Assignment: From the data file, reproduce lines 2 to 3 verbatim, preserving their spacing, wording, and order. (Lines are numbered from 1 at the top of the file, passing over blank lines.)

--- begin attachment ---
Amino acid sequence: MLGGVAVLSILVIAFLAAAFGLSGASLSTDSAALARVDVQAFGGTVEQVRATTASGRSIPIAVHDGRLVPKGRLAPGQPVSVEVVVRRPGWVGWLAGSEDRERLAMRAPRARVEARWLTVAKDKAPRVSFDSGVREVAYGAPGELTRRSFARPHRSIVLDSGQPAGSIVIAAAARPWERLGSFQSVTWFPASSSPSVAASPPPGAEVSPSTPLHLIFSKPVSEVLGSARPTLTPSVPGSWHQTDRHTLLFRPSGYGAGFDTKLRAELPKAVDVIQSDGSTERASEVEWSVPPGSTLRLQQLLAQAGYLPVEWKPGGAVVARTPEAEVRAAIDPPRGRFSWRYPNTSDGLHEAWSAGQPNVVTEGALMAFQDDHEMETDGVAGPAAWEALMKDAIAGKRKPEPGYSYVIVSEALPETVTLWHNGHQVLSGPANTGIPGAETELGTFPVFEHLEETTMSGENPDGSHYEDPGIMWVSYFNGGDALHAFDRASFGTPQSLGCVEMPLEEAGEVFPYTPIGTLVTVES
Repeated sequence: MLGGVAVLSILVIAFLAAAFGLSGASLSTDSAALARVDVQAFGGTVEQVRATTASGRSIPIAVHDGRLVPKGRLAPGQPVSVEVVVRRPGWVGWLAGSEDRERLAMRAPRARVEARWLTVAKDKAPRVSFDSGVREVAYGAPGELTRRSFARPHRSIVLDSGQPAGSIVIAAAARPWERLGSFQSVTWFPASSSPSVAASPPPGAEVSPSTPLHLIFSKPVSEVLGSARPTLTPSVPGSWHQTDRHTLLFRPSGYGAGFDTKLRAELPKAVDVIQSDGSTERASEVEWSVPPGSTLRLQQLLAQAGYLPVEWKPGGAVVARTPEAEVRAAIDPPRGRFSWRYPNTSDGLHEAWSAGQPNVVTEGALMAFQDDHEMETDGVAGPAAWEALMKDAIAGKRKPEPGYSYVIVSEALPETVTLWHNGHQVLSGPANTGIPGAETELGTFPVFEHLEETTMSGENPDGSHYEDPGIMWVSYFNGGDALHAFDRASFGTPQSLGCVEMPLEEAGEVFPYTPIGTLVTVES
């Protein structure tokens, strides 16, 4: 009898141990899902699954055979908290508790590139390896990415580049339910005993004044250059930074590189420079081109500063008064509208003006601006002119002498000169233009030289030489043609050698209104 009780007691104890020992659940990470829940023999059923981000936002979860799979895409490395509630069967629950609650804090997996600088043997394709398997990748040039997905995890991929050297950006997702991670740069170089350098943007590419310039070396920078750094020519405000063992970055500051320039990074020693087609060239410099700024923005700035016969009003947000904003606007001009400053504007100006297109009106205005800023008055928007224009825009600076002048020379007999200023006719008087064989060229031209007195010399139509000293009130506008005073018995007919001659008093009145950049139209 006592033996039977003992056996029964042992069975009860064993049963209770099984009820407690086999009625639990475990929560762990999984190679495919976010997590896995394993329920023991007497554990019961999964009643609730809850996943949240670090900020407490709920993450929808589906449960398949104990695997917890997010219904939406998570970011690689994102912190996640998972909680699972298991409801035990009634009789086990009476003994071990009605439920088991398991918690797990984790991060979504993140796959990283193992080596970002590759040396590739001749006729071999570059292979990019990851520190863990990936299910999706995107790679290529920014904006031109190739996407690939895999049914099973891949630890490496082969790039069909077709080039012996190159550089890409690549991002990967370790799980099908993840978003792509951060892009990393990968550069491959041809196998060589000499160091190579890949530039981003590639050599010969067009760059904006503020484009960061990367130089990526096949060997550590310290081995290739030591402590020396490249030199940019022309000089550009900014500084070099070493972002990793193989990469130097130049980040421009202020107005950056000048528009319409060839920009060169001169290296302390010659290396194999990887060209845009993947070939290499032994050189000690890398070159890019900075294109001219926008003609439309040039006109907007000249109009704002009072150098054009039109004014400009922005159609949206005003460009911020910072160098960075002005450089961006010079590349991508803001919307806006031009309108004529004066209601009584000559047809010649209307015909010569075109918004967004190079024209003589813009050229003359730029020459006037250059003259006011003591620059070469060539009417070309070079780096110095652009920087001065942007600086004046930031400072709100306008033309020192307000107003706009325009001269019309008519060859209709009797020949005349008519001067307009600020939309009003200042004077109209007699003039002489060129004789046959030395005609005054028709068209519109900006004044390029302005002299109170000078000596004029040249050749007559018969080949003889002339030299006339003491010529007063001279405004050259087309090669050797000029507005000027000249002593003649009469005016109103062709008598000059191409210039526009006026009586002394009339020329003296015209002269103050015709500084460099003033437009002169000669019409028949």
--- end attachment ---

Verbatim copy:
Repeated sequence: MLGGVAVLSILVIAFLAAAFGLSGASLSTDSAALARVDVQAFGGTVEQVRATTASGRSIPIAVHDGRLVPKGRLAPGQPVSVEVVVRRPGWVGWLAGSEDRERLAMRAPRARVEARWLTVAKDKAPRVSFDSGVREVAYGAPGELTRRSFARPHRSIVLDSGQPAGSIVIAAAARPWERLGSFQSVTWFPASSSPSVAASPPPGAEVSPSTPLHLIFSKPVSEVLGSARPTLTPSVPGSWHQTDRHTLLFRPSGYGAGFDTKLRAELPKAVDVIQSDGSTERASEVEWSVPPGSTLRLQQLLAQAGYLPVEWKPGGAVVARTPEAEVRAAIDPPRGRFSWRYPNTSDGLHEAWSAGQPNVVTEGALMAFQDDHEMETDGVAGPAAWEALMKDAIAGKRKPEPGYSYVIVSEALPETVTLWHNGHQVLSGPANTGIPGAETELGTFPVFEHLEETTMSGENPDGSHYEDPGIMWVSYFNGGDALHAFDRASFGTPQSLGCVEMPLEEAGEVFPYTPIGTLVTVES
């Protein structure tokens, strides 16, 4: 009898141990899902699954055979908290508790590139390896990415580049339910005993004044250059930074590189420079081109500063008064509208003006601006002119002498000169233009030289030489043609050698209104 009780007691104890020992659940990470829940023999059923981000936002979860799979895409490395509630069967629950609650804090997996600088043997394709398997990748040039997905995890991929050297950006997702991670740069170089350098943007590419310039070396920078750094020519405000063992970055500051320039990074020693087609060239410099700024923005700035016969009003947000904003606007001009400053504007100006297109009106205005800023008055928007224009825009600076002048020379007999200023006719008087064989060229031209007195010399139509000293009130506008005073018995007919001659008093009145950049139209 006592033996039977003992056996029964042992069975009860064993049963209770099984009820407690086999009625639990475990929560762990999984190679495919976010997590896995394993329920023991007497554990019961999964009643609730809850996943949240670090900020407490709920993450929808589906449960398949104990695997917890997010219904939406998570970011690689994102912190996640998972909680699972298991409801035990009634009789086990009476003994071990009605439920088991398991918690797990984790991060979504993140796959990283193992080596970002590759040396590739001749006729071999570059292979990019990851520190863990990936299910999706995107790679290529920014904006031109190739996407690939895999049914099973891949630890490496082969790039069909077709080039012996190159550089890409690549991002990967370790799980099908993840978003792509951060892009990393990968550069491959041809196998060589000499160091190579890949530039981003590639050599010969067009760059904006503020484009960061990367130089990526096949060997550590310290081995290739030591402590020396490249030199940019022309000089550009900014500084070099070493972002990793193989990469130097130049980040421009202020107005950056000048528009319409060839920009060169001169290296302390010659290396194999990887060209845009993947070939290499032994050189000690890398070159890019900075294109001219926008003609439309040039006109907007000249109009704002009072150098054009039109004014400009922005159609949206005003460009911020910072160098960075002005450089961006010079590349991508803001919307806006031009309108004529004066209601009584000559047809010649209307015909010569075109918004967004190079024209003589813009050229003359730029020459006037250059003259006011003591620059070469060539009417070309070079780096110095652009920087001065942007600086004046930031400072709100306008033309020192307000107003706009325009001269019309008519060859209709009797020949005349008519001067307009600020939309009003200042004077109209007699003039002489060129004789046959030395005609005054028709068209519109900006004044390029302005002299109170000078000596004029040249050749007559018969080949003889002339030299006339003491010529007063001279405004050259087309090669050797000029507005000027000249002593003649009469005016109103062709008598000059191409210039526009006026009586002394009339020329003296015209002269103050015709500084460099003033437009002169000669019409028949």